This coastal park is located in the north-west corner of the country and extends from just outside the town of Barra to the northern border with Senegal, where it is contiguous with the Delta du Saloum National Park (IBA SN013). Ginak Island, included in the park, and separated from the mainland by the Niji Bolon channel, has some 15 km of narrow, sandy beaches facing the Atlantic, backed by sand-dunes. The island also has a small coastal lagoon, seasonally wet saltmarshes, narrow Rhizophora mangrove bordering the bolon, mudflats and rice-fields. The remainder of the island is degraded savanna woodland or arable. The dominant crop is Cannabis sativa. The mainland section of the park has more extensive, tall Rhizophora mangrove forest either side of the larger Massarinko Bolon and further small areas of saltmarsh and mudflats. There are two small villages in the park, both on Ginak Island.
See Box for key species. Of greatest importance are the tern and gull roosts which form on the Atlantic coast in the extreme north and south of the park, at Buniada Point and the mouth of Niji Bolon. Numbers are variable and may have recently declined with the shrinking of the sandbar at Buniada Point. The Atlantic coast is also notable for nationally high numbers of Sterna dougallii and, probably, several breeding pairs of the locally declining Charadrius marginatus. The tidal creeks, saltmarshes and rice-fields have generally low numbers of waterbirds, but Limosa limosa occasionally occurs in thousands. Large numbers of herons, egrets and terns regularly fly through the site into roosts in the Delta du Saloum National Park. Passerines are well studied, due to the activities of the Gambia Ringing Project, whose main interests are in the movements and site fidelity of wintering Palearctic passerines.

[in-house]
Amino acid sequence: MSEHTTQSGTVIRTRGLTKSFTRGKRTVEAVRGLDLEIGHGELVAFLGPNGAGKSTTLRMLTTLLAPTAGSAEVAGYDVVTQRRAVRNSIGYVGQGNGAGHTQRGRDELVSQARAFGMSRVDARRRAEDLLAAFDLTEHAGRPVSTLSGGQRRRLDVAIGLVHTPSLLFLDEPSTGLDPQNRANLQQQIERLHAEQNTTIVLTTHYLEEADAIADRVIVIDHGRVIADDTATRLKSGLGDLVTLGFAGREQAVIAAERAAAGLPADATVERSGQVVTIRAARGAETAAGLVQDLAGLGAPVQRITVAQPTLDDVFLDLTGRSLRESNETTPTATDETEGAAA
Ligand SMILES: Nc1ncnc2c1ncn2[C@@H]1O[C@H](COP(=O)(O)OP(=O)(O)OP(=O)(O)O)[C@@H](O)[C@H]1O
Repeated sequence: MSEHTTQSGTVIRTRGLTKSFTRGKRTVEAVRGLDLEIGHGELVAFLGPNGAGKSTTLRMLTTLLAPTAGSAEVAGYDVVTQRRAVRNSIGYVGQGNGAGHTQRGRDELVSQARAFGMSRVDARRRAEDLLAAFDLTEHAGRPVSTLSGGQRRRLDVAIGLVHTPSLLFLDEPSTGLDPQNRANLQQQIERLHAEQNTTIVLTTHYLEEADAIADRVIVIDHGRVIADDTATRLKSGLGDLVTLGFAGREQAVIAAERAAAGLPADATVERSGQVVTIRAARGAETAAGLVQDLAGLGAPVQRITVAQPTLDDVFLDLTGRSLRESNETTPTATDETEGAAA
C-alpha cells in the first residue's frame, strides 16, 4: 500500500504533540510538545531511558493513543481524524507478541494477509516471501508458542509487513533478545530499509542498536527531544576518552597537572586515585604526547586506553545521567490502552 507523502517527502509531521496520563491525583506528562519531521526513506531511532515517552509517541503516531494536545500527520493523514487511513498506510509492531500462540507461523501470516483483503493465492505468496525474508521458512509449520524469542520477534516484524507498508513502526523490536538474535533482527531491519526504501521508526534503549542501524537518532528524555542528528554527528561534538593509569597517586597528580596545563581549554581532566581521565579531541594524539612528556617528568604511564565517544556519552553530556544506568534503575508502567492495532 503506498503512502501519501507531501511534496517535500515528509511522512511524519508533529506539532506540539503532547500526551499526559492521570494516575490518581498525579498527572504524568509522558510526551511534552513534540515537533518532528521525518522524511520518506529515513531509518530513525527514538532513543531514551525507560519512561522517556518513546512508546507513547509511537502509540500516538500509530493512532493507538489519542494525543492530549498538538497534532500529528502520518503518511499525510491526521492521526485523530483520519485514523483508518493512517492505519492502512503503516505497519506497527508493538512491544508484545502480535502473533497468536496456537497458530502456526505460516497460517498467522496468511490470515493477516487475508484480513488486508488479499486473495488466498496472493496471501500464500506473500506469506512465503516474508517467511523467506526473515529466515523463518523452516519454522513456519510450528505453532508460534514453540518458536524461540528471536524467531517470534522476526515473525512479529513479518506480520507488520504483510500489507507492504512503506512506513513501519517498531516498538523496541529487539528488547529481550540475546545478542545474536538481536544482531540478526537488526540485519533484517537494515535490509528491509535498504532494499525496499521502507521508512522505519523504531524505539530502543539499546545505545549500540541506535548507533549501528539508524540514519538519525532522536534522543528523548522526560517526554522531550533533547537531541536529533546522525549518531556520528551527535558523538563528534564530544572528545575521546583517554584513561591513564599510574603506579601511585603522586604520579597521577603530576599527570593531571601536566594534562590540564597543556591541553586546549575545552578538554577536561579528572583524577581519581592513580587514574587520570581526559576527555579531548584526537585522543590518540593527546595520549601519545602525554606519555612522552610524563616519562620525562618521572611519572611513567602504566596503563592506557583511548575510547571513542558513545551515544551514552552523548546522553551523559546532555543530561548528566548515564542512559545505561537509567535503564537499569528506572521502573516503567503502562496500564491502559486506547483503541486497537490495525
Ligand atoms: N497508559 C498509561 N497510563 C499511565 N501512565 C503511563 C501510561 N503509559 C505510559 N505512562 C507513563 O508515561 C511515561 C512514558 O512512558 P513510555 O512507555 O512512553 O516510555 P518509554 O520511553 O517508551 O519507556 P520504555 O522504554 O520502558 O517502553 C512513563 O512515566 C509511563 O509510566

Non-bird biodiversity: Mammals of global conservation concern include Procolobus badius temminckii (EN) while Trichechus senegalensis (VU) may still occur. The turtle Chelonia mydas (EN) has been recorded and there is some evidence of breeding. Offshore, there is a small population of the dolphin Sousa teuszii (DD) which moves between Niumi and the Delta du Saloum.
Pressure/threats to key biodiversity
The park was gazetted in 1986. Tourist development along the attractive Atlantic coast is tightly controlled. Activities of the human population of the park include fishing and some arable and livestock-farming. However, the illegal cultivation and harvest of Cannabis sativa has become the main local source of income and this has led to conflict with park authorities and government. There are also pressures from the villagers to gain additional benefits from the expansion of tourism including the building of more guest houses. The park has been proposed as a Ramsar Site.
BirdLife International (2019) Important Bird Areas factsheet: Niumi National Park. Downloaded from
http://www.birdlife.org on 18/08/2019.